Every morning, without the aid of an alarm clock, Chris Mesfin wakes up at a time he describes as ‘somewhere between 4:00 and 4:01.’ It’s still very dark outside, and he folds his sofa-bed away, sits down on it in complete silence and thinks. While most of the rest of Malden is sleeping, Chris can be found here, upright, thinking about the day ahead of him. He’ll eat a small breakfast, go on a jog or do aerobics in front of the TV, clean up around the apartment, and run various errands for his friends. You can tell this is something he takes great pleasure in, (being able to help his friends out,) because he actually reserves time for it every morning before he leaves for work. Just this morning, he says, he went to the hardware store and bought a mop for a friend of his whose own mop had recently broken. Depending on the season, he rakes, shovels, and tends the yard for people who can’t. When there’s nothing pressing to attend to, he visits CASPAR, a shelter in Somerville he used to live in, and folds laundry. These are things he wasn’t always able to do in his youth, so they feel to him like luxuries.
Chris is not wealthy, but he earns a steady income and lives in a place of his own, which he found with the help of a caseworker from Tri-CAP. He does not want for much. In his living room is a TV and sofa-bed, along with some movies. There isn’t a bed in the bedroom; he wouldn’t mind having one, but he doesn’t mind not having one. For now there’s just an empty computer desk in there, and he would eventually like to save up enough money to buy a computer for it so he can start a small business selling CDs. He already has a business plan formed — he’ll design a website, print business cards, and sell CDs online and on the streets.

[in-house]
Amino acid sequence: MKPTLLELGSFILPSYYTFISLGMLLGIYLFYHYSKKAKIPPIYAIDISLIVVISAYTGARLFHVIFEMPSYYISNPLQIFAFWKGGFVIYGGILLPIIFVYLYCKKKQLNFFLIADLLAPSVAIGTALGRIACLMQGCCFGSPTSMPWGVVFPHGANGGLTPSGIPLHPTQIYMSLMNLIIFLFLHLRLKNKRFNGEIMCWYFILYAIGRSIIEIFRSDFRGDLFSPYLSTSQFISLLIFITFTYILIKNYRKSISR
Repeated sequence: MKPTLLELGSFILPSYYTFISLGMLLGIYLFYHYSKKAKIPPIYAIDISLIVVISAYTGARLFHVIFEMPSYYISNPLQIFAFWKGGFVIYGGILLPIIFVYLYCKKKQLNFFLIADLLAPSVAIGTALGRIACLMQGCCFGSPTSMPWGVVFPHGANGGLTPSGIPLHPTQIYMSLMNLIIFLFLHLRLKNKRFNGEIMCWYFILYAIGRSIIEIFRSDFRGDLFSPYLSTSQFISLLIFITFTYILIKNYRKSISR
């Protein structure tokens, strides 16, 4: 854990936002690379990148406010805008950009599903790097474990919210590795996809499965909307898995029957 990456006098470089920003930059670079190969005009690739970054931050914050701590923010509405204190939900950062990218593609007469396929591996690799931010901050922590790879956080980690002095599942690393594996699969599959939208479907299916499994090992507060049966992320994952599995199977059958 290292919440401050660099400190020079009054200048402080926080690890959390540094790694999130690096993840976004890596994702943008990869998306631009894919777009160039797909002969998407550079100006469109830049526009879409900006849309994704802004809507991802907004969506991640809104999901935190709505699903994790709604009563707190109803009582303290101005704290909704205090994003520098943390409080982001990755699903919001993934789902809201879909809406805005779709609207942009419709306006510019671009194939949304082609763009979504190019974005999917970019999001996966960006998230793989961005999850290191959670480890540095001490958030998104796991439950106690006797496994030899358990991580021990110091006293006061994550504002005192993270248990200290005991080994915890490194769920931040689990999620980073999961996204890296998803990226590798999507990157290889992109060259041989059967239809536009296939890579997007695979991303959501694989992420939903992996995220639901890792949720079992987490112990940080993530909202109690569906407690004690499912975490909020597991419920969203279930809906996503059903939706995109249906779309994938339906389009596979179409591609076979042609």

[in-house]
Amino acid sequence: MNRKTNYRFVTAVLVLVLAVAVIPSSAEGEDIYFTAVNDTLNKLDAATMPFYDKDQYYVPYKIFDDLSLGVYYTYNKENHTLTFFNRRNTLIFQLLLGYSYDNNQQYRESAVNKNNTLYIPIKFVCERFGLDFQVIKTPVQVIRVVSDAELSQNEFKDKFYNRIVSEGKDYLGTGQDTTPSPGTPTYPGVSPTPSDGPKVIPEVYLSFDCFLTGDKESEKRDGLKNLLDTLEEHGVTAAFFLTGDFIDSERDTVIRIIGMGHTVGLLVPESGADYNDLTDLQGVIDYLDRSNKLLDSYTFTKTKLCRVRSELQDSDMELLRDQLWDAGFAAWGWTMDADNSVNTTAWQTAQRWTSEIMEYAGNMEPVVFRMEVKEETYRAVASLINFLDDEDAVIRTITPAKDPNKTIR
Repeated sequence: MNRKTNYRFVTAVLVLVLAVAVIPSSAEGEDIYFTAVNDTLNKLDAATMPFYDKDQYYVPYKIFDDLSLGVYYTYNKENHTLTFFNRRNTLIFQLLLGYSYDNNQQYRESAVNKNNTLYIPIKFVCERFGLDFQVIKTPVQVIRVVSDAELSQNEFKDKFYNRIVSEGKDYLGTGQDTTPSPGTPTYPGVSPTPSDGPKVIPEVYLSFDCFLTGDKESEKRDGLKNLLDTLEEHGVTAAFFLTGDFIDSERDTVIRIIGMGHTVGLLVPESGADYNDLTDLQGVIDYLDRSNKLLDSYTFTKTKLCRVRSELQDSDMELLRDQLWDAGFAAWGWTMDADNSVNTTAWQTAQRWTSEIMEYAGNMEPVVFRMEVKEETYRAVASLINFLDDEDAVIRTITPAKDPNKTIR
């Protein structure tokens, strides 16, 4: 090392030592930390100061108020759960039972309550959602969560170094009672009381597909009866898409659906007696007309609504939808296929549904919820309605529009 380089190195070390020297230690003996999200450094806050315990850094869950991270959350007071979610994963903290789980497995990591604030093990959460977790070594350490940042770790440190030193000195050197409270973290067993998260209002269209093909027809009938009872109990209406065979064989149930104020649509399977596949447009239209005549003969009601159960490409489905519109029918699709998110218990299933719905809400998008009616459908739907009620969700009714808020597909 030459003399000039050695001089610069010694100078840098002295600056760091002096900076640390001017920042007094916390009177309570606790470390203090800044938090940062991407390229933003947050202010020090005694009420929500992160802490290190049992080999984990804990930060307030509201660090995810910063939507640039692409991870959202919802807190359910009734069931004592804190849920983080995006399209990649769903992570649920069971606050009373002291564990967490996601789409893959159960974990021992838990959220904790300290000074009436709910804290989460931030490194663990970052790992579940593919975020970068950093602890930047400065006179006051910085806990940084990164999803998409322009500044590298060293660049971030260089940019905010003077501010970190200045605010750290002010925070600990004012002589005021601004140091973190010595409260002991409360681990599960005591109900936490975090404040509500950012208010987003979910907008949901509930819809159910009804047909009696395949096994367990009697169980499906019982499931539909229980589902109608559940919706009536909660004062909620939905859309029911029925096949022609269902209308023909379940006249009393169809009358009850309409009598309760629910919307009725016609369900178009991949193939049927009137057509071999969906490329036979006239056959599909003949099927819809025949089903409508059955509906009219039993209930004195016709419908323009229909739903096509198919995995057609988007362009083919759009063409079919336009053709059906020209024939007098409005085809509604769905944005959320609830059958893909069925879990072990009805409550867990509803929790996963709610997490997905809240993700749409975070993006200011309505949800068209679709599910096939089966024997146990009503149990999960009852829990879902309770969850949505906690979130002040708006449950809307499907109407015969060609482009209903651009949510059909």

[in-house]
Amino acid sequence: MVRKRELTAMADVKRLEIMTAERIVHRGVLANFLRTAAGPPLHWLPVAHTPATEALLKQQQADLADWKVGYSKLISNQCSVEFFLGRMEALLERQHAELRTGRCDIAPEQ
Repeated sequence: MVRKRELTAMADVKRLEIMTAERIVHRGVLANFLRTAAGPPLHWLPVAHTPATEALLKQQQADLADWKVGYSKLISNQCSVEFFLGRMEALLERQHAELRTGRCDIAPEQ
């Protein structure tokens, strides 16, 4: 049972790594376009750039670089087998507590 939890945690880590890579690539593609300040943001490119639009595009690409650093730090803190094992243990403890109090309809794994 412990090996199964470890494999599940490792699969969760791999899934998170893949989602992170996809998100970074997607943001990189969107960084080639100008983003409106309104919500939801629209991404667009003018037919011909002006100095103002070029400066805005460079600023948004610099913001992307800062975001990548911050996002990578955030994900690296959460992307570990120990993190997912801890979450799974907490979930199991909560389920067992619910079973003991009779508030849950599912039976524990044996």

Selling comes naturally to Chris. On weekday afternoons and evenings, he sells copies of this newspaper on the streets downtown; he has done this for almost twenty years, and he says he could teach a class on it. When asked what the class would consist of, he says it would just be one lesson, over and over: No matter what the circumstances, treat everyone you meet with respect. Everything else is just a matter of preference, he says — finding the right place on the street, deciding when to break for meals, and where. What matters to him is how he treats other people. When asked how to respond to someone who says something mean to him, he shrugs and smiles. “I just tell them to have a good day,” he says. “because maybe they aren’t having a good day.” Sales increase dramatically for him during the holiday season, when, despite the cold, he remains in his spot downtown, sometimes wearing a Santa Claus hat. It’s an appropriate image, and one to look forward to in the coming months — a bright red triangle on a grinning tower of a man, surrounded by snow and slush and rush-hour foot traffic, telling us all to have a good day.
Chris Mesfin sells newspapers outside Park Street station on weekday afternoons and evenings, weather permitting. He has lived in a comfortable one-bedroom apartment in Malden for over a year.